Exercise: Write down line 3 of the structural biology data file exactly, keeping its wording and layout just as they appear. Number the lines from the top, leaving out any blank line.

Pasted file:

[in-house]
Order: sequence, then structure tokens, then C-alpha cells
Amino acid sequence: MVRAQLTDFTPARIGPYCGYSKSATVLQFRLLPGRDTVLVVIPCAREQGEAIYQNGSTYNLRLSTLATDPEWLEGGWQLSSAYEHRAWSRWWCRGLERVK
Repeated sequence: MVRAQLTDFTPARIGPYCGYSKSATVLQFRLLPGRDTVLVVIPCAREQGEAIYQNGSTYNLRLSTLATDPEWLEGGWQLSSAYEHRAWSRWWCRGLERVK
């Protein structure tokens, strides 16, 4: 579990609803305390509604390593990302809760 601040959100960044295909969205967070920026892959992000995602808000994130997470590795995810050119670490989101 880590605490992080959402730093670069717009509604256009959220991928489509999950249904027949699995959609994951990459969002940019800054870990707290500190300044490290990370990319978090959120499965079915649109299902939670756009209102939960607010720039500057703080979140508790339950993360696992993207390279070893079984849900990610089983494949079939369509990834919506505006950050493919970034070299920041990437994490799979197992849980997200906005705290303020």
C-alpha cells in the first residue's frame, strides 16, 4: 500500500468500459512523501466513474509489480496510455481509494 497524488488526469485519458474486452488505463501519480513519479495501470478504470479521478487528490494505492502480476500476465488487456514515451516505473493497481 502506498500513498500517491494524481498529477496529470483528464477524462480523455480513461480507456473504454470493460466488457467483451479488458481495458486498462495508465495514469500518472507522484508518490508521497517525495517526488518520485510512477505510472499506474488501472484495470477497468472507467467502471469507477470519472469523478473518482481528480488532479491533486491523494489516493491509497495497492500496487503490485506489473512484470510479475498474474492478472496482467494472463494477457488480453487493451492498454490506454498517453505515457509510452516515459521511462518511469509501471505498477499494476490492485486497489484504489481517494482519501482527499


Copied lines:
Amino acid sequence: MVRAQLTDFTPARIGPYCGYSKSATVLQFRLLPGRDTVLVVIPCAREQGEAIYQNGSTYNLRLSTLATDPEWLEGGWQLSSAYEHRAWSRWWCRGLERVK